Not-Iris gets help with her partnership with Eva while a speed-limited Barry must help Nash before Thawne gains control in “The Exorcism of Nash Wells”
It’s fair to say that, over the last couple years, The Flash has been lacking in the department of compelling Big Bads. Thus, the moment we glimpsed the blurry red eyes and the dulcet reverberations of the Reverse-Flash, it was something to get excited about. Whether in the guise of Tom Cavanaugh or Matt Letscher, Eobard Thawne has been far-and-away the best of Barry Allen’s adversaries. “The Exorcism of Nash Wells” is a testament to this as Thawne works his nefarious mental machinations to break down an already vulnerable Nash to take control of his doppelganger’s body, connect back into his Negative Speed Force, and ultimately destroy Barry Allen. It’s an apt plotline for Thawne considering that his long-standing foe (and our protagonist) faces a similar challenge on the opposite end of the spectrum.
If there were any doubts after last week as to the effect the dissolution of the Speed Force would have on Barry, “Exorcism” makes it even more clear. With a finite amount of Speed Force remaining out in the ether, Barry has to manage the use of speed-based abilities as they will deplete that remaining block. Simply put, the Flash is on a pitch count, one that he ignores early on when Sunshine (Natalie Sharp, BH90210, Hit the Road), the newest light-based meta arrives on the scene to steal a Prismatic Refractor for Joseph Carver and Black Hole.
Taking a hit of Velocity-X, Barry nearly gets himself and Frost killed, saved only by the arrival of Joe and the CCPD. As he’s wont to do, Barry blames himself for the mishap (as he should) and falls into a cycle of self-pity (a Barry Allen special) that not-Iris, of all people, helps him navigate. Barry’s been without his powers before and contributed to the cause but, for some reason, he’s having a harder time with having his speed but unable to use it. For Barry, “Exorcism” went beyond saving Nash from himself; it reminded our hero that the biggest limits non-meta, run-of-the-mill human beings have are those they put on themselves. It’s this understanding that helps him to not only work past his own doubts but to face an enemy in Thawne that affects him like no other.
Though “Exorcism” had a moment or two of nifty meta spectacle — Sunshine stole the show in the aesthetics and CG department — at its heart, the episode was about facing one’s pain. We’ve known for some time that Nash lost someone close to him in Allegra’s doppelganger (her name was Maya) and that he’d refused to accept or even acknowledge it. That denial of spirit empowered Thawne’s takeover and, were it not for Barry and Cisco projecting into his mind and encouraging him to see the truth, Nash would have been lost. But with Barry’s speed handicap in play, having Thawne reclaim Nash’s body was never an option. Still, the message presented (and Tom Cavanaugh’s exceptional performance in dual roles) was one of the stronger themes of the season in that, no matter how painful the memory, we can never truly move forward unless we face it head-on. It’s like the rock in one’s shoe; keep ignoring it and that irritation becomes worse, eventually transforming into a pain to be dealt with now or, if left too long, may become something not so easily fixed.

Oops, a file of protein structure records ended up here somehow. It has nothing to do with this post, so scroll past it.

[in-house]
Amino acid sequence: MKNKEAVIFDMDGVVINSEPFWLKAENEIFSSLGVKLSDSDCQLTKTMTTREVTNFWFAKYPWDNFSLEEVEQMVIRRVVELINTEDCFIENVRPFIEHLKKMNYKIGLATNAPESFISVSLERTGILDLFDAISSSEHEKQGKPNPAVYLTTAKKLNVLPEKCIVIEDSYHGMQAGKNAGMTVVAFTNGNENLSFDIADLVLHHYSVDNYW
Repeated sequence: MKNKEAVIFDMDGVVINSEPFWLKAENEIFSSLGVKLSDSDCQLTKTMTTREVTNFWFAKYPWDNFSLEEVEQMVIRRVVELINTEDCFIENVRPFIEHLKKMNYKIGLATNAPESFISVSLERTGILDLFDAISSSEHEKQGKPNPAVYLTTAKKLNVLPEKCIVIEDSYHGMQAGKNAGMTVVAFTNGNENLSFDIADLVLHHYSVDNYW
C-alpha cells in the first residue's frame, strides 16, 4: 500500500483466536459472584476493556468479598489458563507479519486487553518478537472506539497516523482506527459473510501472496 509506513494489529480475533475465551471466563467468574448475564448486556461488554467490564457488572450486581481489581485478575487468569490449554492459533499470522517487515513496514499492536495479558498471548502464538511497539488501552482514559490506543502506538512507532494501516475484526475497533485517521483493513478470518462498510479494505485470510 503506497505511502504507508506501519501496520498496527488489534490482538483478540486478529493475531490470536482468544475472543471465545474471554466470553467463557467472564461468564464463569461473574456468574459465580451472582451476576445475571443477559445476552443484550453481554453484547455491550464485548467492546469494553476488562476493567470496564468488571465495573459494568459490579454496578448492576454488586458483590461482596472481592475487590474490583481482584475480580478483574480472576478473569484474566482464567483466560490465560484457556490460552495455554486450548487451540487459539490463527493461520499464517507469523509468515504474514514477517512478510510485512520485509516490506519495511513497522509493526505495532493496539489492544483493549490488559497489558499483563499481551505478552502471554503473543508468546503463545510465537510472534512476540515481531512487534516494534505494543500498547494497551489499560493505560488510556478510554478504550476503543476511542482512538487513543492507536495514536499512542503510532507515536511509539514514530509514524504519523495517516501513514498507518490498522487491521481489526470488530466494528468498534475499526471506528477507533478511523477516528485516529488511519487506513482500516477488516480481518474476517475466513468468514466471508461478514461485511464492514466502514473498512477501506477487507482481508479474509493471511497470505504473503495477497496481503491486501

“The Exorcism of Nash Wells” is what I’d call a hidden gem of an episode. The action isn’t overly memorable and though we’re introduced to a new villain while also gaining further tidbits on Eva McCulloch’s big plan, it’s the narrative’s personal aspect that will speak to a lot of people. While I don’t look to The Flash for its moral lessons, I can’t help but acknowledge when the show gives us a narrative like this, one that I (and many others) can relate to.
Nash taking responsibility for the death of his Maya is a sad yet a promising step forward for the character. Who knows where he goes from here, but he’s made it past the emotional block that stood in the way of his development for much of the season. And still, “Exorcism” doesn’t drop the ball on the bigger picture. Indeed, there’s a type of harmony in knowing that Barry’s answers for creating an artificial Speed Force were supplied by none other than Eobard Thawne himself (by way of Nora’s journal). Yet while “Exorcism” gives us hope in this regard, it also reminds us that the very dangerous Eva (the new Mirror Master) remains in the background, undetected and determined as ever.
• While I can’t deny my curiosity as to Eva’s grand plan, her B-story with not-Iris and not-Kamilla lacked intrigue. If not for Sunshine’s introduction, this part of the narrative would have been an extreme disappointment. Not every piece of the larger puzzle can be interesting though, so I’ll hold off on rating this Eva storyline until we see more of what she has in store.
• I’m glad Cecile got a bit more run this week. Danielle Nicolet is always a joy to watch onscreen, not just for those sassy, comic relief moments but the emotional notes she hits at an astonishingly high clip. Had an actress with less range been cast as Cecile, the character’s empathic contribution to the series would have fallen flat. Thankfully Nicolet delivers, particularly when she wades into the chaos of Nash’s mind.
• Call me a buzzkill, but I’m still not sold on how they’ve handled things post-Crisis. With that said, I’m digging the idea of a thousand Wellses (or would that be a thousand-thousand?) swimming in Nash’s head. There’s a lot of material to play with here, and not just from a levity standpoint. I’m curious to see how many familiar Wellses, or even previously unseen versions, we’ll meet before season’s end.